Renting in the Top Financial Centers of the World: NYC Renters Pay Twice as Much as Londoners Do

Rents for one-bedroom homes tend to be expensive in large cities, especially in the major financial hubs. There are some exceptions though: a couple of cities that don’t seem to be playing by the “rules,” even among the top-performing business powerhouses, where one would expect to see consistently high prices. Due to the increased mobility, today’s workforce – especially those with high-paying jobs in the financial and economic sectors – can take advantage of this situation and choose the most favorable location, even if it assumes boarding an intercontinental flight.

Average Rents

Average Rents

Early this week apartment search website RENTCafé put out a report aimed to expand the understanding of the rental housing markets in the world’s top financial centers. The analysis looks at the average rents for one-bedroom apartments ranging from 600 to 999 square feet in the top 30 financial centers of the world, as ranked by the Z/Yen Group‘s Global Financial Centres Index (GFCI). The rent data used in the study was provided by Yardi Matrix, Point2Homes, Global Property Guide, and numerous international sources of housing market intelligence.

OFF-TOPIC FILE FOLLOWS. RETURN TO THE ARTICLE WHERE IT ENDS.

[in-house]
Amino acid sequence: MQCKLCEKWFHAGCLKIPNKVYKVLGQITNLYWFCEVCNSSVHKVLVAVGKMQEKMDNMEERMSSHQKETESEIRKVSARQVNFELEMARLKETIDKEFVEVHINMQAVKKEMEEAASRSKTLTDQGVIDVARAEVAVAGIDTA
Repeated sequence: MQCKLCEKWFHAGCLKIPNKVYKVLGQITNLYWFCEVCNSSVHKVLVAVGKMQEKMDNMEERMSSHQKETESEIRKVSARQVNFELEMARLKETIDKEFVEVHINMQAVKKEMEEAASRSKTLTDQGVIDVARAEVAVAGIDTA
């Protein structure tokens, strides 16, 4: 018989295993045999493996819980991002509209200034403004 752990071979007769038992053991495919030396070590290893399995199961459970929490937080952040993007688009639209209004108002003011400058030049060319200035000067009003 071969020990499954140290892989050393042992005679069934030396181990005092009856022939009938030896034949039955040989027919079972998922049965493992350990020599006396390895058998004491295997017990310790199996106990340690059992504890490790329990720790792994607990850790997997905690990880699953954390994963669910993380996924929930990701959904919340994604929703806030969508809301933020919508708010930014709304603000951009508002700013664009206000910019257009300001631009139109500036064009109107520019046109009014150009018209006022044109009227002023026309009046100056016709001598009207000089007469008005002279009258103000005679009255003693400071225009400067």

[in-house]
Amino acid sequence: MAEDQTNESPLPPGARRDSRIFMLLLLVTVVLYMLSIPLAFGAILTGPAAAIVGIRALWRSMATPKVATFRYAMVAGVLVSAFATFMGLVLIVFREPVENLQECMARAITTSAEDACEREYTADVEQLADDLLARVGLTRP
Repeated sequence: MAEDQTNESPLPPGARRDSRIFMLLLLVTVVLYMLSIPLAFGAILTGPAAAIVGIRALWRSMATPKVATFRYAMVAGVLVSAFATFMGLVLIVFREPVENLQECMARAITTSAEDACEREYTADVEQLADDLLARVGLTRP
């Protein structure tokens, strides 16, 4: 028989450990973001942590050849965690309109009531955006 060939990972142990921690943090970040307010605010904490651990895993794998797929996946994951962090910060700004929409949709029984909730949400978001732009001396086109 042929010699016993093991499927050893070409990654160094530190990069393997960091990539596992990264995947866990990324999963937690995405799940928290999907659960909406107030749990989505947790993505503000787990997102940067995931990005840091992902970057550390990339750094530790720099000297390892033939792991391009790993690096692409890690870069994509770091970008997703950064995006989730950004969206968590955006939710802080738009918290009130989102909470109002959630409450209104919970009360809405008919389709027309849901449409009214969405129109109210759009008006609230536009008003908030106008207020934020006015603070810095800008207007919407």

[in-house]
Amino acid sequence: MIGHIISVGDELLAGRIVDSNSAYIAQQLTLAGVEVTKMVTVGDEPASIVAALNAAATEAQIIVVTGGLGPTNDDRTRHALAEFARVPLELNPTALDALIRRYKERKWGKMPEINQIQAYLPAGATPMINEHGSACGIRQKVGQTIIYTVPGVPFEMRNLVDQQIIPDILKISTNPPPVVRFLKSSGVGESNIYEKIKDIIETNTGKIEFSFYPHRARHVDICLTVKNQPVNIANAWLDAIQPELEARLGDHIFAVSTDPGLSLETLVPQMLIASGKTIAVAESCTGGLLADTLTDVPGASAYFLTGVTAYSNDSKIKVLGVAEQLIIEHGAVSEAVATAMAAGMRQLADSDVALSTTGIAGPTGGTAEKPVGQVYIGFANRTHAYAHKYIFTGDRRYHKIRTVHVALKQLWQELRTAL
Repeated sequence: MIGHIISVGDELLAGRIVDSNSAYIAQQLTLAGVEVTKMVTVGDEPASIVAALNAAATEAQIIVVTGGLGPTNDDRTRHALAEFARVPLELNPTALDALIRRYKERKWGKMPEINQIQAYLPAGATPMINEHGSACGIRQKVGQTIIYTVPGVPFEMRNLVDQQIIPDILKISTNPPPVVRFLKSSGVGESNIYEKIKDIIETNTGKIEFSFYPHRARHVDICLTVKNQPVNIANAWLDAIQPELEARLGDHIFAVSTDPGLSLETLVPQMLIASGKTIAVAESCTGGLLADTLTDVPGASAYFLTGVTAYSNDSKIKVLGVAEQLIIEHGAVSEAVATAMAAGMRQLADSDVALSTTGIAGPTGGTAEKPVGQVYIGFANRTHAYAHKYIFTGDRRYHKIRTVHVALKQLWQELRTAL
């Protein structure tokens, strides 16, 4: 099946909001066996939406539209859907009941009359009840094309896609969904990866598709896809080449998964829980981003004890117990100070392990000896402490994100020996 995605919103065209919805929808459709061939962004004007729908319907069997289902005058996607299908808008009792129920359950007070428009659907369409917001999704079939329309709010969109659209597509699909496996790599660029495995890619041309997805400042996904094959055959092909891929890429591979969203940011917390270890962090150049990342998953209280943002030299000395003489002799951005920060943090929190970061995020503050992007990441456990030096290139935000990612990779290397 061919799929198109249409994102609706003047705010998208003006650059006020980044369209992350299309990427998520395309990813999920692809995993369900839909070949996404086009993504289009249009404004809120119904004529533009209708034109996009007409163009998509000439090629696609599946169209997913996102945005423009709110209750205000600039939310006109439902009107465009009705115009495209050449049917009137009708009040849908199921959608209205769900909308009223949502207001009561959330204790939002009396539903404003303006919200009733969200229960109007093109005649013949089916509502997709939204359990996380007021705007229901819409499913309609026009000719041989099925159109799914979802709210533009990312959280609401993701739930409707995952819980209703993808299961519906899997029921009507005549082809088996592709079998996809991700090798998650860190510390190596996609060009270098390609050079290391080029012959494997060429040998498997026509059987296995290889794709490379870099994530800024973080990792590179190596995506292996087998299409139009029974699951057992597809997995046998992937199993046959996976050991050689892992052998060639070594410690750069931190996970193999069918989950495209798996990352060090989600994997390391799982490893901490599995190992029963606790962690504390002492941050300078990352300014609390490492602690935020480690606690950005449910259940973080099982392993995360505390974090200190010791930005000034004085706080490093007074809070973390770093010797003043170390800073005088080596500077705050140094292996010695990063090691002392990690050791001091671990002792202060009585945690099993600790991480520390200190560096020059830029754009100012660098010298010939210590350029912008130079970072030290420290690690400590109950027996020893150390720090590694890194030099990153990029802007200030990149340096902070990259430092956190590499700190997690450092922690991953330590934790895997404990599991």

One of the most surprising findings of the study is that the world’s leading financial business hub, London, is among the cheapest in terms of rents. The average one-bedroom apartment there only costs the British pound equivalent of $1,650, which makes the most powerful financial center of the world only the 20th most expensive.

The study also reveals that although New York City is the only American market in the top 5 financial centers of the world by the GFCI ranking, the US dominates the list when you sort the cities by their average rents. The $3,680 average rent earns the Big Apple the not-so-glorious first place, closely followed by San Francisco with $3,360 and Boston with $2,930. This means that NYC is the second-best-performing financial center but the one with the most expensive rental housing markets, while San Francisco and Boston have climbed on the “podium” from the 6th and 7th GFCI ranks, respectively. Coincidentally, Hong Kong is in 4th place both when ranked by financial performance and average rent, with one-bedroom apartments costing $2,740 on average.

Most of the top 30 financial centers ask rents exceeding the $1,000 mark, but there are three exceptions: Taipei, $910; Montreal, $850; and Casablanca, $820.

For details about the other financial centers included in the study, read the full report on the RENTCafé Blog.